A Movement Supported by JSA

[#GreenerData | Author Spotlight] Kohler Data Centers’ Melissa Reali-Elliott

GREENER DATA Author Spotlight

Melissa Reali-Elliott, is a self-professed data center nerd with 15 years of industry experience in mission critical marketing, branding, and messaging. She currently serves as digital marketing manager at Kohler Data Centers. Reali-Elliott is a contributing author to the Amazon Best Seller, Greener Data: Actionable Insights from Industry Leaders that debuted on Earth Day – April 22, 2022.

One of the core tenets of your team at Kohler Power is the importance of asking questions, and to constantly push yourselves and your teams to challenge the status quo. Thinking holistically about the data center industry in general, how do you apply this principle to the idea of greener data?

Kohler prides itself on being bold, on innovating, on having the ambition to be better tomorrow than we are today. We recognize that with the growth in digital economy, remote work, developments in industry, the ways we do business have radically changed. To that end, we are always striving for a higher standard of excellence and looking to lead by example. We aim to provide gracious experiences across all of our businesses, which involves getting into the details with enthusiasm, energy, and passion – going all in on our commitments – especially to the urgent needs to commit to environmental sustainability and clean energy solutions.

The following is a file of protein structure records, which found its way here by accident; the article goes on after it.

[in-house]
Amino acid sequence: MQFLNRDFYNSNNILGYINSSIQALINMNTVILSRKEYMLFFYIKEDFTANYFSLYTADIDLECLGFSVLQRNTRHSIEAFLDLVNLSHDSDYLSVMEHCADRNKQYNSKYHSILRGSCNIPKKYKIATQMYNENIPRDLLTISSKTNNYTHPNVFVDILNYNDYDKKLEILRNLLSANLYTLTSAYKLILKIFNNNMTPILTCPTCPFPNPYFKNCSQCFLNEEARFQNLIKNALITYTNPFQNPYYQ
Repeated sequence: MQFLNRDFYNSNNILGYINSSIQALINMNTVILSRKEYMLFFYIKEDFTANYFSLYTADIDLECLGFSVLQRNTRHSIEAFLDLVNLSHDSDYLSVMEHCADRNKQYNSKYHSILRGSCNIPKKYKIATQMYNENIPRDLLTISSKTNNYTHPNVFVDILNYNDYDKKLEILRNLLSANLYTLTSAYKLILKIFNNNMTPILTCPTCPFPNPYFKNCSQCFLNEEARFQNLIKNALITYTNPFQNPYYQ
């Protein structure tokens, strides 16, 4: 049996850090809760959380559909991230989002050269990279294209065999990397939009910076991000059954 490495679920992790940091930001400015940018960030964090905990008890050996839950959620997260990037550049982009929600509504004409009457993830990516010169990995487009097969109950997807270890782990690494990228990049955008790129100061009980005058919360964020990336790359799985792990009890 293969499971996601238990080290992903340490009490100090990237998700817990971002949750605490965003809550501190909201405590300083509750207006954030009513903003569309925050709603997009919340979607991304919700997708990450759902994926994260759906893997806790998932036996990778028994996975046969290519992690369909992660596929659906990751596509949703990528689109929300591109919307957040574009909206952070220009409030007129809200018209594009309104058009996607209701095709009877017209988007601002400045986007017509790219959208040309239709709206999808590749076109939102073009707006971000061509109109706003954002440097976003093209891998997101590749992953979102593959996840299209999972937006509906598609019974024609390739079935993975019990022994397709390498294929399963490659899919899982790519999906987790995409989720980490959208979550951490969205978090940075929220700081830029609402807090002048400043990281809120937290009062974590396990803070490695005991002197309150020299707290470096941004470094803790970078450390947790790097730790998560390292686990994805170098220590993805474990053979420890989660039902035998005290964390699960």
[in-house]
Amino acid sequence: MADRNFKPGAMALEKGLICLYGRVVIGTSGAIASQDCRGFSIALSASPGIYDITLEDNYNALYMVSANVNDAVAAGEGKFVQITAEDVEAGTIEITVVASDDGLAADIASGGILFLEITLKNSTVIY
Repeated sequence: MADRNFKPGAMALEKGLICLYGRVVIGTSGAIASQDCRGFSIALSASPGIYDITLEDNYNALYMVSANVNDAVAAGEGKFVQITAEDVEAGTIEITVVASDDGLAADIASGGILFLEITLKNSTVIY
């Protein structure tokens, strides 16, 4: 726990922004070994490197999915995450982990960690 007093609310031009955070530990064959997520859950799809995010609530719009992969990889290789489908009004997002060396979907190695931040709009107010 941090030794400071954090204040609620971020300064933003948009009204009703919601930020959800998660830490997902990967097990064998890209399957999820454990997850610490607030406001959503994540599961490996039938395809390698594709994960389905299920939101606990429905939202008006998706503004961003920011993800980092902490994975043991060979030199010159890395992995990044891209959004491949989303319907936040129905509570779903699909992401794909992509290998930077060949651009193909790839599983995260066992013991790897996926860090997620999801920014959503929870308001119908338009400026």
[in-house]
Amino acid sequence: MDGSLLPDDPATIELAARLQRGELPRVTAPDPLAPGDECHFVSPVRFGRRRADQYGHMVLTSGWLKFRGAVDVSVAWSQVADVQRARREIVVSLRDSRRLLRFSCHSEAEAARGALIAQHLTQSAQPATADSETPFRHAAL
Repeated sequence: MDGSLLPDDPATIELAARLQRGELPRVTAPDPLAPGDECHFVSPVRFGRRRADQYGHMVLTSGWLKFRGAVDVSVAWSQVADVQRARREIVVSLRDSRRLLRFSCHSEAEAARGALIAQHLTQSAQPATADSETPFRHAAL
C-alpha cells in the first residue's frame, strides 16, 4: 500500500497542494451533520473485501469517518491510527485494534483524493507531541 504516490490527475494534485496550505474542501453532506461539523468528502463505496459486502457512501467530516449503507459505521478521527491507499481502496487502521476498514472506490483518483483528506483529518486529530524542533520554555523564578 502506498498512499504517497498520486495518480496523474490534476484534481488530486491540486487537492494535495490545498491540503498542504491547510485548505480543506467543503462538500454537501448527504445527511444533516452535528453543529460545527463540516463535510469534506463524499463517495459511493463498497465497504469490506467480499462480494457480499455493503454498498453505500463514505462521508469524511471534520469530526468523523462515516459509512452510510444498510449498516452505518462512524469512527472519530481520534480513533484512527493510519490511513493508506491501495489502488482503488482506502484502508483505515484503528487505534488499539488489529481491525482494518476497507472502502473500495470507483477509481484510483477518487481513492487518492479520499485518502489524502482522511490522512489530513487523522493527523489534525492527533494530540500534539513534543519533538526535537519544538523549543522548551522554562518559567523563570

Our social impact efforts are tied to what we value as an organization, which include a commitment to a better planet, better community, and better lives. This has inspired purposeful innovations that recognize the planet as having limited resources and where we can make a measurable difference. With this in mind, we have challenged assumptions on technologies and product design to create solutions that will leave a lasting impact on the world and the industries in which we operate.

We all know that growth of data centers is at an all-time high, and with it, a growing need for reliable backup power. While generators are only a small amount of the emissions that data centers show, we all must do our part. Kohler has launched efforts to combine a variety of operational solutions, product advancements, and new technology applications to attempt to solve sustainability concerns.

The subtitle of your chapter is “Kohler’s Evolutionary and Revolutionary Approaches”. At face value it would seem that evolutionary and revolutionary methods are antithetical to each other. Why do you think it is important to attempt to balance both at the same time?

Evolutionary changes are a natural progression of continuous improvements over time. Revolutionary changes are the awe-inspiring, complete shifts that will change technology and processes forever. More often, we speak of revolutionary approaches in terms of disruptive innovation, because they set us on a new path to grow and evolve from.